Once you identify tasks that may be taking your team too long to accomplish, make a clear plan about the type of person you want to bring on the team to help out. You want to find the best possible match so look for experienced teammates who can alleviate or streamline your workload with very little supervision or time from your current team.

3. Understand what you can afford

You don’t have to settle for the cheapest freelancer just because you can’t afford the most expensive one. Strike a balance between spending on quality without sacrificing your profits.

This is why it’s so important to get crystal clear about what you need. If this person will make your business more efficient, which then increases profit, the extra money will be well spent. But you’ll have to evaluate a budget on your own to see what’s right for your business.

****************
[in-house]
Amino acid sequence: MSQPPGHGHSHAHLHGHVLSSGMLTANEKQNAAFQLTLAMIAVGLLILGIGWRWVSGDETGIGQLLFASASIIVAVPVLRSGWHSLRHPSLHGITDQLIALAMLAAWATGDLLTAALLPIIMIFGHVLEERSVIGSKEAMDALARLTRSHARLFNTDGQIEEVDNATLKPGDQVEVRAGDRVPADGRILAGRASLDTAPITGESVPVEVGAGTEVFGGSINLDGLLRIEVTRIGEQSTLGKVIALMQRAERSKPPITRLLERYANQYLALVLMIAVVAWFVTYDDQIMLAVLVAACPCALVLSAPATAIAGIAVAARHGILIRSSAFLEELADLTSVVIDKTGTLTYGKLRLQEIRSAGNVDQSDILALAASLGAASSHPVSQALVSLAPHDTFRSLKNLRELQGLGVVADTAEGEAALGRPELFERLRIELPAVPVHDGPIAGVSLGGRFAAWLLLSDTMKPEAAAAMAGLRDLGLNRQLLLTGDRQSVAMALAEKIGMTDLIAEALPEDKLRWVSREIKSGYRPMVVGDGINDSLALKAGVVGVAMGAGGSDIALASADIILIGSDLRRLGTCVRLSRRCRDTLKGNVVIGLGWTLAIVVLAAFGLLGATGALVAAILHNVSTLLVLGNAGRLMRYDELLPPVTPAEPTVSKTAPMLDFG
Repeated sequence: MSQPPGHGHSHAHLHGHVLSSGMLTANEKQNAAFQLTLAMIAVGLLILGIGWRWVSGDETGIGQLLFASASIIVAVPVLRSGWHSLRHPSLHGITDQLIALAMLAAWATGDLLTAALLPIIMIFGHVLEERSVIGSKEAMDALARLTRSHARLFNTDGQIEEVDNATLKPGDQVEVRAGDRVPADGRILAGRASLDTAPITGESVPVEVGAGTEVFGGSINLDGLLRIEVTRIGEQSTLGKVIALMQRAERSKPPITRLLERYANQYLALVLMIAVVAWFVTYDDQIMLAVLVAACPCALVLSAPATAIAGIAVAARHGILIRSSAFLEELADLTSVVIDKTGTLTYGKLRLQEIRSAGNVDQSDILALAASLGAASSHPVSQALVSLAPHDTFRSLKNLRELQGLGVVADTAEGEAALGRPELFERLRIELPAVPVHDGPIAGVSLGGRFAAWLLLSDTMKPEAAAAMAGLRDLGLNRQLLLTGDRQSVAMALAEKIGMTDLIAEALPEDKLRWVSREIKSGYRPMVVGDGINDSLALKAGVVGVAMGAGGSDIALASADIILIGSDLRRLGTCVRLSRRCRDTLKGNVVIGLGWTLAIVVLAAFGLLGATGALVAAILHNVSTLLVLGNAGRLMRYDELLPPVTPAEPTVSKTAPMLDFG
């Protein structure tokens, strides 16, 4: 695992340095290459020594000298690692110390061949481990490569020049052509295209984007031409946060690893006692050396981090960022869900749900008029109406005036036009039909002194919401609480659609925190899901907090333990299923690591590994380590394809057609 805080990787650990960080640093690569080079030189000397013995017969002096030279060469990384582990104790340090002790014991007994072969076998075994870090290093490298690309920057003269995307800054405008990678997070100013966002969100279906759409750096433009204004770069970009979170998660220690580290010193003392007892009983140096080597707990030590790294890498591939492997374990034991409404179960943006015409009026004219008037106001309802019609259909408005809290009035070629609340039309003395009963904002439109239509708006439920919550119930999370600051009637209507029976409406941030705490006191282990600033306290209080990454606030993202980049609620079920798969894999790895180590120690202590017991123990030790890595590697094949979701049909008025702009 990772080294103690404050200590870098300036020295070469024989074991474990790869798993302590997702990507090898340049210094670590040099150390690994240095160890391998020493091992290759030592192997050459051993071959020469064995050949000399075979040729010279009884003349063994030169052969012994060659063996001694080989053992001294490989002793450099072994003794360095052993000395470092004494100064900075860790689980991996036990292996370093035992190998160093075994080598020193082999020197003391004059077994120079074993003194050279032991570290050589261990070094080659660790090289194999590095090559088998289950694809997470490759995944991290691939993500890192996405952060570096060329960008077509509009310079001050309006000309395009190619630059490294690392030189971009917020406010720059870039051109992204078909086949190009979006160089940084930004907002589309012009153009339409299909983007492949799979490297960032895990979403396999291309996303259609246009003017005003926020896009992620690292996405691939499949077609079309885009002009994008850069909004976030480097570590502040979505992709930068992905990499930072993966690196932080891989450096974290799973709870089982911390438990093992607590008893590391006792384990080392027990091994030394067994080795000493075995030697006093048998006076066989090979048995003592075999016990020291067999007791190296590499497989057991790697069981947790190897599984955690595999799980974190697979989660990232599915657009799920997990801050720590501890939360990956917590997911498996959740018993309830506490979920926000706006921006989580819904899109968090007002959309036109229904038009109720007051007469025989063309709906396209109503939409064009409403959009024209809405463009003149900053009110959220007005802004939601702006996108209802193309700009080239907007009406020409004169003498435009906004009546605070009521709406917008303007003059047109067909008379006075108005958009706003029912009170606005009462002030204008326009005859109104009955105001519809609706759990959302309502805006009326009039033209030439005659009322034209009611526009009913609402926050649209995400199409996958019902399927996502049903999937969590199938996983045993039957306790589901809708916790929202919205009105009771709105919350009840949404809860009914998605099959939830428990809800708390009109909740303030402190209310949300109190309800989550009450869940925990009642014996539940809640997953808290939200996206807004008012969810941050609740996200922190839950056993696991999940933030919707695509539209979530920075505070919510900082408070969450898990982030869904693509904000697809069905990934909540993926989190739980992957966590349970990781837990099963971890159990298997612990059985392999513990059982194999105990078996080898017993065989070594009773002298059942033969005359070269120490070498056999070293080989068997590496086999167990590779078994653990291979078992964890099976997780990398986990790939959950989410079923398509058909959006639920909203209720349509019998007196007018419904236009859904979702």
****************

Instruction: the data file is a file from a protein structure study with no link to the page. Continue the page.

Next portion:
4. Start off slow

As we mentioned earlier, it pays to start off slow. You don’t want to dump every task on your new person’s plate and overwhelm them. Instead, feel them out by giving them a few (paid) test projects.

Don’t get discouraged if the first one doesn’t go as well as planned. They’ll need time to adjust to you, too.

5. Give 90 days before reevaluating (& don’t hold on to dead weight)

You’ll want to give this new person a 30–60 day minimum, but no more than 90 days, to see if they’re really helping you reach your goals.

If they’re not, it’s time to move on. You don’t want to hold on to any dead weight. Keep repeating this process as your business expands and your needs grow. Don’t take any shortcuts; you’ll need to repeat these steps from the beginning instead of guessing and assuming that you need extra hands to scale up efficiently.

Going through these moves may even show you that a few crucial details need to change before you can even consider scaling.